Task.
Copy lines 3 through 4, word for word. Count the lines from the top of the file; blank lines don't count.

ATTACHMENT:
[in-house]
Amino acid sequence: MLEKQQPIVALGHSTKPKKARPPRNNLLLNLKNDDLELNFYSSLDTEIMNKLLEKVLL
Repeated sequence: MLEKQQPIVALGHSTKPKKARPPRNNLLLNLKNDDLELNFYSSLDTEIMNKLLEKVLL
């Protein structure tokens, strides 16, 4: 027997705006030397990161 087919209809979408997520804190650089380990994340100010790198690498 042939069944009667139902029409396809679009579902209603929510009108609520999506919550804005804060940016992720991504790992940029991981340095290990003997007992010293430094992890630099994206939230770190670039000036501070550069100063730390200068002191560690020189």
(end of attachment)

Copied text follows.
Repeated sequence: MLEKQQPIVALGHSTKPKKARPPRNNLLLNLKNDDLELNFYSSLDTEIMNKLLEKVLL
């Protein structure tokens, strides 16, 4: 027997705006030397990161 087919209809979408997520804190650089380990994340100010790198690498 042939069944009667139902029409396809679009579902209603929510009108609520999506919550804005804060940016992720991504790992940029991981340095290990003997007992010293430094992890630099994206939230770190670039000036501070550069100063730390200068002191560690020189």